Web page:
After the kids free Zandora from the box (who by the way looks suspiciously like Dungeon Master, which reinforced my conspiracy theory I’d been working on that all of these quests were just ways that Dungeon Master found to screw with the kids), she promptly shows them the way they can use the box to get back to their home world. This brings up a sad moment where Bobby once again has to face leaving Uni behind, though this time he seems to get over it a lot faster. Heck, maybe Uni was even getting on his nerves by this point…
I really liked the sequence where the kids get back home, as it echoes the opening credit sequence, reintroducing the roller coaster car and the wiggy portal. If and when kids did get home, I would hope that it resembled this moment.
In a very strange twist on the gang getting back home, Venger confronts Zandora, easily bests her, and then flies his nightmare steed right into the box, chasing after the gang (in a strange visual that Tim Burton would similarly use as his headless horsemen enters his weird bloody tree home.) This brings up a little bit of hypocrisy, which we’ll get to in a minute…
As the kids pull to a stop on the coaster, which has brought them back home, there is a slight change in the art style, almost as if another animation studio took over for a bit. The kids look a lot more cartoony and with a lot less detail, not to mention the opening of the D&D ride which looks drastically different than it does in the opening credits (not only that but the little trademark symbol that is on the ride marquee in the opening sequence is left off in this sequence…)
Anyway, back to the hypocrisy. So Venger has enter the gang’s world and he apparently is just as powerful, not suffering at all from leaving the realm (as we’re told in past episodes that this is the case, which is why Uni can’t cross over.) What’s weird though is that the kids are stripped of their powers, which in the end just comes off as a little bit unfair of Scott. In an episode with a good bit of subtlety and nice character moments, it kind of sucks that we also have to deal with such inevitable conventions like these. In fact, it’s these dichotomies that I think lead to wanting more out of cartoons, or any similar media like comic books. Kids grow up, become more aware of what’s possible and then they want to instill this in the media that they love. This is one reason why, I believe, that cartoons and comics have become more and more adult with each passing generation. Kids that don’t want to grow up, bring their arrested development issues into their work. Just a thought…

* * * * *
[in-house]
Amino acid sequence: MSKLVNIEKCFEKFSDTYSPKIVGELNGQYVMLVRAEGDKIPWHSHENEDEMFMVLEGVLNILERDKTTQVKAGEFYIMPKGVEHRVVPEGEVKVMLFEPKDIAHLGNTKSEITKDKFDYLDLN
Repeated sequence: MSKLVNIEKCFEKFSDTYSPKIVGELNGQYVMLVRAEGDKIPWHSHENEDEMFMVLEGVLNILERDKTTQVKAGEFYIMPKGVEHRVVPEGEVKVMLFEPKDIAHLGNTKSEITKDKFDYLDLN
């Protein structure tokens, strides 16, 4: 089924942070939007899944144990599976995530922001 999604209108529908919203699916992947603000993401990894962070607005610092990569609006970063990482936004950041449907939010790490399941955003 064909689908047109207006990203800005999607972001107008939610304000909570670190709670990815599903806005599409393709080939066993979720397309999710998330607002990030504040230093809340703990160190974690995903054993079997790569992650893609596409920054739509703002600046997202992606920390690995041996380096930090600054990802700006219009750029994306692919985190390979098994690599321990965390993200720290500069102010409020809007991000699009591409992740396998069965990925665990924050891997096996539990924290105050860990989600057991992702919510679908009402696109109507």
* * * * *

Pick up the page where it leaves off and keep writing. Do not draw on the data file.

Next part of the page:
The kids, of course, forgo their homecoming to lead Venger back to their home world (as they’re afraid if they don’t, Venger will take over Earth). I found this a little weird as the ride ends up talking them right back to the realm (under who’s command?; the ride is closed after hours), and not only that but right back to where they escaped the realm (which is on a rock bridge in a valley.) Again, of course, as soon as both the gang and Venger is out of the box and it’s moved to safety, the rock bridge has to collapse, effectively stranding the kids back in the realm (as that was the only place the box could get the kids home from.)
Zandora does trick Venger back into the box though (by hiding the kids weapons in it and then moving the box), trapping him in another dimension. Another dimension that that just so happens to also contain Tiamat (who apparently dimension hops in her spare not-fighting-Venger time), an ending that was crying out for that silly want-waaaaa music queue…
At the very end of the episode we get another brief appearance by Dungeon Master who is reunited with his long lost friend (who looks so much like him.) I guess seeing them both on screen crushes my conspiracy theory, but it does bring up the idea of a race of small Yoda-like wizards wandering around the realm.